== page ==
Federal Deficit Reduction Act 2005: Employee Education on False Claims Recovery

Updated September 23, 2008

Effective January 1, 2007, all new provider applicants and all providers subject to reenrollment processing will be required to certify that they comply with Section 1902(a) of the Social Security Act.

On February 8, 2005, President Bush signed into law the Deficit Reduction Act (DRA), which requires specified changes to Medicaid (Medi-Cal in California) law. One of those changes is the requirement for employee education about false claims recovery. These changes go into effect on January 1, 2007.

This article contains information about both the state and federal law regarding this new requirement. This article also serves as the official notice of new federal requirements for Medi-Cal providers in California.

Federal Law
Section 6032 of the DRA requires any entities that receive or make annual payments under the State Plan (Medi-Cal in California) of at least $5 million dollars, as a condition of receiving such payments, to have established written policies and procedures about the Federal and State False Claims Act for their employees, agents and contractors.

Specifically, Section 6032 amends the Social Security Act, Title 42, United States Code, Section 1396a(a), by inserting an additional relevant paragraph, (68). To summarize, this new paragraph mandates that any entity that receives or makes annual payments under the State Plan of at least $5 million dollars annually, as a condition of receiving such payments, must comply with the following requirements:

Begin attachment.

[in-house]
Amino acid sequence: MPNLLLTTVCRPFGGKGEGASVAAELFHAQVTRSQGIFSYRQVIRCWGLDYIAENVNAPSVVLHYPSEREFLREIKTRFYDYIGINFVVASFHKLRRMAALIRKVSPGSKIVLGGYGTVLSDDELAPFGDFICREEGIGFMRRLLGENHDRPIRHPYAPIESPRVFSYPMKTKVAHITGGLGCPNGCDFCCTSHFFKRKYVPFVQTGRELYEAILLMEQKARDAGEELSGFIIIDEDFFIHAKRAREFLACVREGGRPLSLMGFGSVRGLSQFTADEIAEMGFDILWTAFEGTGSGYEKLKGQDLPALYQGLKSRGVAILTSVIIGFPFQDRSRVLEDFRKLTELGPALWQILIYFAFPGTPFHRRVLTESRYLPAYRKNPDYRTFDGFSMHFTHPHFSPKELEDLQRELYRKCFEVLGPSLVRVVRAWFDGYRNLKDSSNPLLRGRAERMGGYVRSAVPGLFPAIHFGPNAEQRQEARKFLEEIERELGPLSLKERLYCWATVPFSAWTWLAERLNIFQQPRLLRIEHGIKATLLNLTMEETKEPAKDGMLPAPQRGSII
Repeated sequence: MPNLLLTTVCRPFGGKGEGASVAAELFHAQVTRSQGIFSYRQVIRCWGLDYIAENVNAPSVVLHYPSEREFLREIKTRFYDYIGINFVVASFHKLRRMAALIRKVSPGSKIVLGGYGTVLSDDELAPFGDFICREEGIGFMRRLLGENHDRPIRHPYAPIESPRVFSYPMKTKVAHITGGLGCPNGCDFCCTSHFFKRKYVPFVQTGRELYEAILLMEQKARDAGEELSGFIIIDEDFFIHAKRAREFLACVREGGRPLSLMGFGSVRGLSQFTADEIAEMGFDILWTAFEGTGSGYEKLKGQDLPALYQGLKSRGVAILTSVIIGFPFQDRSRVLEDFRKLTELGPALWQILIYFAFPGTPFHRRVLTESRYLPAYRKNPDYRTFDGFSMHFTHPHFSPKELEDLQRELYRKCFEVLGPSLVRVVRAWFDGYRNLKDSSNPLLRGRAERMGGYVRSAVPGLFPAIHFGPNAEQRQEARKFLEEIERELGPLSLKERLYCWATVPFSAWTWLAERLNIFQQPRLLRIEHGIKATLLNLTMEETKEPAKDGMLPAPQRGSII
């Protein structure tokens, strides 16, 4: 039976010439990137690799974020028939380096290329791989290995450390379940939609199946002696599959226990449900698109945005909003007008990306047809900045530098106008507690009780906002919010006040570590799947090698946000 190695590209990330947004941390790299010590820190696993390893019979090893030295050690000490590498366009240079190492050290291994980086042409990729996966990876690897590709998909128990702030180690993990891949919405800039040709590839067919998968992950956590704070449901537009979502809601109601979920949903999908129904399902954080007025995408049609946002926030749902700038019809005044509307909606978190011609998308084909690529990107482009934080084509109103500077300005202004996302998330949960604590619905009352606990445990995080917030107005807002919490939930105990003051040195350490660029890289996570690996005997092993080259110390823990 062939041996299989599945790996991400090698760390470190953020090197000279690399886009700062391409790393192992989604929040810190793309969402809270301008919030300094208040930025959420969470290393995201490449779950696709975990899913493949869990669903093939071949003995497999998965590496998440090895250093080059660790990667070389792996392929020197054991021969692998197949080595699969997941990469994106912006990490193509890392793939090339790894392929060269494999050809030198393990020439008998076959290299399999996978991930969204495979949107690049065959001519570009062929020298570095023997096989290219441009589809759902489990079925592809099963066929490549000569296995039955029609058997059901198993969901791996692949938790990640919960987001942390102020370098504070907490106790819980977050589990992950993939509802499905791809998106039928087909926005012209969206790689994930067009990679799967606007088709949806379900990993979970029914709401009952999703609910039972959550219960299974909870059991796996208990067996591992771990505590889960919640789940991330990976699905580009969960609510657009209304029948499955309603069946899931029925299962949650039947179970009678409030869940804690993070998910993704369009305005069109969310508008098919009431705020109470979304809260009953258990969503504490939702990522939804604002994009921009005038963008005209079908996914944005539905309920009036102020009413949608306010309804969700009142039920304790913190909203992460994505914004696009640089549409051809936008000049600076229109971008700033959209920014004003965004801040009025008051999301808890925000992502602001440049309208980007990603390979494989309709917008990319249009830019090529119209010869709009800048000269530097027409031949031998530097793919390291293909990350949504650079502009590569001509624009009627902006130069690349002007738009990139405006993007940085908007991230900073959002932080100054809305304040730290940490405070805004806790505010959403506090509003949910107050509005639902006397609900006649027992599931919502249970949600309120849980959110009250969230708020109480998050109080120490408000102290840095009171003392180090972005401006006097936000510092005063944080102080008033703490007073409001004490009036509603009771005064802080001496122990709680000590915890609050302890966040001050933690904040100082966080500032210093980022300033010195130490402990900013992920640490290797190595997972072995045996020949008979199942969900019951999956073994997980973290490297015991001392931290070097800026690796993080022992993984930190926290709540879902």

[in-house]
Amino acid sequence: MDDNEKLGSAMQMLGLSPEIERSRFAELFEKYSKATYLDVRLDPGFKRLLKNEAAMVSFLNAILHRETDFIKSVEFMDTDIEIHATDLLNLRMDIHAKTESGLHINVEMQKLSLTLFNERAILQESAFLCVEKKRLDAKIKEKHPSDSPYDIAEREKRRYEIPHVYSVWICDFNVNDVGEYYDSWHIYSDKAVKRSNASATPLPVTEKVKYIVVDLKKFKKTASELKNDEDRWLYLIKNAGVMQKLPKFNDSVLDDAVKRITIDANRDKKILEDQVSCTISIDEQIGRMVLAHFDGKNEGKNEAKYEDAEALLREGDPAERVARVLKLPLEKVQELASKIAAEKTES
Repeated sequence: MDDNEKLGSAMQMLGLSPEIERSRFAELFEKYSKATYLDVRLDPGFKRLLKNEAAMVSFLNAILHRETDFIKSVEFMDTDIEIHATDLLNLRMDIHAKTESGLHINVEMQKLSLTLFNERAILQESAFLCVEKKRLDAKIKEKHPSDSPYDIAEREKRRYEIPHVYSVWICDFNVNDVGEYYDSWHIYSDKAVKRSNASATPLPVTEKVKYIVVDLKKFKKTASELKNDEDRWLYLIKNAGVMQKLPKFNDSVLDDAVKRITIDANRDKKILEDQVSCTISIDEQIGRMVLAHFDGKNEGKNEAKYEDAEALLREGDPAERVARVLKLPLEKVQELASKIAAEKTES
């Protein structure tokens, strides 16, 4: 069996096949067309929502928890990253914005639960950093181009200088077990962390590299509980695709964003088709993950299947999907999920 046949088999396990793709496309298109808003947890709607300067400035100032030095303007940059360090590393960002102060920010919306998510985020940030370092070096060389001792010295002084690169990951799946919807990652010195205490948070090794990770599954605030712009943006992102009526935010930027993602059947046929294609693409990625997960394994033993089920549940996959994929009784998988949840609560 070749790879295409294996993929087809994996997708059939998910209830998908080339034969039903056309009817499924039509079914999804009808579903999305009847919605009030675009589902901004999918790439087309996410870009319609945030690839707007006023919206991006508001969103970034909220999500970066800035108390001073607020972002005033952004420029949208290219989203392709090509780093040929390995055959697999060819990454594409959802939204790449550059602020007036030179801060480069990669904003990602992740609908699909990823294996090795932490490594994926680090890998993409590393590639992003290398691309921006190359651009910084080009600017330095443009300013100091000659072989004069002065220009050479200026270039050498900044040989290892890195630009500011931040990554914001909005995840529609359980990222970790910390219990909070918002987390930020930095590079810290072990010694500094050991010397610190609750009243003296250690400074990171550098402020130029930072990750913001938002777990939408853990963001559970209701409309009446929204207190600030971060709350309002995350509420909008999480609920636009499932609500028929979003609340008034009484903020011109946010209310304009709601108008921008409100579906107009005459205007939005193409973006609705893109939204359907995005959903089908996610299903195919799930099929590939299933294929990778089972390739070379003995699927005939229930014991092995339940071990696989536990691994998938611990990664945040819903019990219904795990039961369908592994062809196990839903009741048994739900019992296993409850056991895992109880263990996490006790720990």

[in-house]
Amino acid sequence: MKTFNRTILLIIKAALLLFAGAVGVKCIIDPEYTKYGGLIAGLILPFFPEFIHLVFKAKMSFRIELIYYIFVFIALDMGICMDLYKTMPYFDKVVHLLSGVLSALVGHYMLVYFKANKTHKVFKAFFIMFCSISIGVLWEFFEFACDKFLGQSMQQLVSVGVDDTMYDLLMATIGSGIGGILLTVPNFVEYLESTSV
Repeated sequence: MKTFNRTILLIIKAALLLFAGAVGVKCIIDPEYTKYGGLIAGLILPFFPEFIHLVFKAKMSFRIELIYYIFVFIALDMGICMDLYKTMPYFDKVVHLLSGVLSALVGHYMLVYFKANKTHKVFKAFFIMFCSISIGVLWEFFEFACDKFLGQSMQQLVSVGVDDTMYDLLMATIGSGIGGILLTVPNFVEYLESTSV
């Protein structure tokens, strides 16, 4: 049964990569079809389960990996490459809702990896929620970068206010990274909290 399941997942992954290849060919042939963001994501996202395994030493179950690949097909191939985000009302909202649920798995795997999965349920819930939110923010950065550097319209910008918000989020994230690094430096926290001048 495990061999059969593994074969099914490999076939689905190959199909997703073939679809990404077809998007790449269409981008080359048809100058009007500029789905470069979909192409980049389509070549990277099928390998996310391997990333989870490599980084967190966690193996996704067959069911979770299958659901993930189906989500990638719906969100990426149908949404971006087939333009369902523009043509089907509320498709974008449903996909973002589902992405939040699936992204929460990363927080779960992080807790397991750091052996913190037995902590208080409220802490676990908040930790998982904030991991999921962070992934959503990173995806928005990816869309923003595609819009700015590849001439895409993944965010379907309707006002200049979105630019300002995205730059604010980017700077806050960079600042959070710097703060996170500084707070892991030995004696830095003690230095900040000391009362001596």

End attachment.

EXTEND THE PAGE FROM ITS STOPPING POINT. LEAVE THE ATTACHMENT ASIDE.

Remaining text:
1. Establish written policies for all employees of the entity, including management, and applicable contractor(s) or agent(s) of the entity, consistent with CMS FAQs 23-26 (March 30, 2007). These written policies shall provide detailed information about the following:

    • Federal False Claims Act, including administrative remedies for false claims and statements established under Title 31, USC, Chapter 38.
    • State laws pertaining to civil or criminal penalties for false claims and statements; whistleblower protections under such laws; and the role of these laws in preventing and detecting fraud, waste and abuse in Federal health care programs.
  2. The written policies must include details about the entity's policies and procedures for detecting and preventing fraud, waste and abuse.

  3. Any employee handbook for the entity must include specific discussion of the laws about false claims and statements, the rights of employees to be protected as whistleblowers, and the entity's policies and procedures for detecting and preventing fraud, waste and abuse.